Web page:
Something happened during the Great Recession that remains with us today. You can see it any time you visit your favorite fast food restaurant. It’s right there is front of you when you walk to the counter and check out the different offerings. It’s called the value menu.

There are different names for this, depending on where you go, but the concept is the same. These are cheaper items on the menu that you can purchase if you’re on a budget or don’t want to spend $6 for a hamburger. Maybe you’re happy with a basic patty with some cheese in a bun. Maybe you’re watching your pennies and don’t want to blow it on an expensive fast-food meal. Maybe you’re just not very hungry and want a small portion.

Regardless of the reason, the value menu is something that fits your need.

That’s the concept I had in mind when I developed my Value Menu option trade.
What if it were possible to buy options on a quality company at a lower price, with a chance to coming away with a positive gain? The more I examined it, the more I was intrigued. It took a couple of years, but I finally was able to roll out a strategy that I call the Value Menu option trade.
This has become a very popular trading strategy for the students who subscribe to my Morning Lab. I have students who pull me aside when I’m making an appearance at a live event and make a special request. I had a woman grab my arm at a recent event and literally begged me to teach this strategy.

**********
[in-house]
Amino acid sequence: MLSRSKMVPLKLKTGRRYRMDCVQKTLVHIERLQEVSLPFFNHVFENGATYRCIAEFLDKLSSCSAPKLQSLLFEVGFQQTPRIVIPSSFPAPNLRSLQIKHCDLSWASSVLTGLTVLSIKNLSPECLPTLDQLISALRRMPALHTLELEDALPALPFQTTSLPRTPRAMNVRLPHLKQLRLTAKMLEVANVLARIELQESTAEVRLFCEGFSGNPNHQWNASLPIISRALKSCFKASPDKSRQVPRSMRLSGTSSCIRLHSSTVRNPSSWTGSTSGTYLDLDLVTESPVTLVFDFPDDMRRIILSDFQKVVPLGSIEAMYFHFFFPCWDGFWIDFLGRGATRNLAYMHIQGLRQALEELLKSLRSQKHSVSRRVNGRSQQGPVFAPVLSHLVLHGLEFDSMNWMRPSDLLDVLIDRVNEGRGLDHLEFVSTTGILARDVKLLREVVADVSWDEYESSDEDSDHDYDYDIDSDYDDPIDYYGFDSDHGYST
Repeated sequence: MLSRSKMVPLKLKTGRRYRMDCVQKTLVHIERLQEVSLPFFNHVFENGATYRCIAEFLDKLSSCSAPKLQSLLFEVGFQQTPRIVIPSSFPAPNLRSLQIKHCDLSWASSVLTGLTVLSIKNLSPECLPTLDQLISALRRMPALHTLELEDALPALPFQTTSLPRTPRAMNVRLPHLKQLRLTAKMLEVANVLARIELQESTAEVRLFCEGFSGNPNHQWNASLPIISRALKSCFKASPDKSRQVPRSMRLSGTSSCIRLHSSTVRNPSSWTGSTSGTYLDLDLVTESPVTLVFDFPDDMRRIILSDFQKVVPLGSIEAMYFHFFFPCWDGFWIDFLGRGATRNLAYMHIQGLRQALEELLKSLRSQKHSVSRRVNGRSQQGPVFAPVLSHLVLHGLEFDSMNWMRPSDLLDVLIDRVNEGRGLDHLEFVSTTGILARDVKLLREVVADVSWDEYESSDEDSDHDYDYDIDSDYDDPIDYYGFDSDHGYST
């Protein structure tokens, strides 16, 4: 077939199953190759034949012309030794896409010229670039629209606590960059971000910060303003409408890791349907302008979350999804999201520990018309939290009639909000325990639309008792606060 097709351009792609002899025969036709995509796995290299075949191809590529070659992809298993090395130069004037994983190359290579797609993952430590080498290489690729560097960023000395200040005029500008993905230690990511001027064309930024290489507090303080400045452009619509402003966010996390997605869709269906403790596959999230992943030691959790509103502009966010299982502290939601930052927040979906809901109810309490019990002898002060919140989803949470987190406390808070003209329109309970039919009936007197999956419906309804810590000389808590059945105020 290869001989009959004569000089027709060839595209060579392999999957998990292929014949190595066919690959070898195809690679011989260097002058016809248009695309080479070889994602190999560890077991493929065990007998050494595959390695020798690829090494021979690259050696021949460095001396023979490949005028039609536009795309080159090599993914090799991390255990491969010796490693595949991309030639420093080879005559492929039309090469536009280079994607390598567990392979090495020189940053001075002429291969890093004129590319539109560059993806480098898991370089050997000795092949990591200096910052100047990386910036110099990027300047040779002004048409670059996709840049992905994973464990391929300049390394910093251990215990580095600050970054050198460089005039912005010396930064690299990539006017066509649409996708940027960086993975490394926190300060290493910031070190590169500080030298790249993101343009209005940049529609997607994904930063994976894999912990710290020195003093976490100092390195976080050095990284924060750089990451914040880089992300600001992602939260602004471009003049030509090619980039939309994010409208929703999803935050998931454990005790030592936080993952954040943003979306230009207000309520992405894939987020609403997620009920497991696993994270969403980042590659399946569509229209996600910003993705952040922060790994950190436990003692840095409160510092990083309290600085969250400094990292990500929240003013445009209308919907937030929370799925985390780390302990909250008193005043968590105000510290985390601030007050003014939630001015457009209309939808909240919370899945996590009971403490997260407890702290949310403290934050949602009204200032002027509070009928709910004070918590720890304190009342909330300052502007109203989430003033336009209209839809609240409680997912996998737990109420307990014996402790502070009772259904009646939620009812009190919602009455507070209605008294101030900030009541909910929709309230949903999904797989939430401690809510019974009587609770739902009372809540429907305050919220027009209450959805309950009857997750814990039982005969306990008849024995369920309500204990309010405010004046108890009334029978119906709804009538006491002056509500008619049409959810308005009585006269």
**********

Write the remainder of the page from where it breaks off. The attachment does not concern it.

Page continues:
Here’s why people like the Value Menu trade.
• It doesn’t cost very much.
• It has potential to bring in big results
• And even if you bail out, your losses are relatively small

If you are unaware of the Value Menu trade, here’s a quick definition: It is a rules-based, risk-managed, low-cost, speculative directional swing trade option strategy.
Ah, but what does that really mean?

It means that once you identify the candidate, you’ll find the option that doesn’t cost very much. This is the “value” portion of the trade. But you must keep in mind that this is a very speculative trade that will fail more often than it will succeed. However, because your cost to enter the trade is small, the losses are small. But when it succeeds, it has the potential to succeed in grand style. Those are happy trading days!

To find the candidates for the Value Menu trade, you want to look for opportunities that meet certain criteria. If the stock doesn’t fit into these guidelines, I would encourage you to pass on it and move to the next candidate on your watchlist. (By the way, one of the filters on my scanning package is set up to identify stocks that may be worth analyzing for a Value Menu position.)
Here’s the A-B-Cs of the Value Menu trade:

For the Value Menu trade, you want to find a volatile stock, one that moves a lot every day. In the Morning Lab we watch a number stocks that do this nearly every day.

You want the candidate to have weekly options. This increases the volatility of the trade, which is what you want. Remember, you want a stock that is going to move.
You want to buy options that are close to, but cost no more than $2. You want to find the fastest horse in the race, but do it without breaking the bank. Don’t go more than $5 out of the money (OTM). This option may be all time value.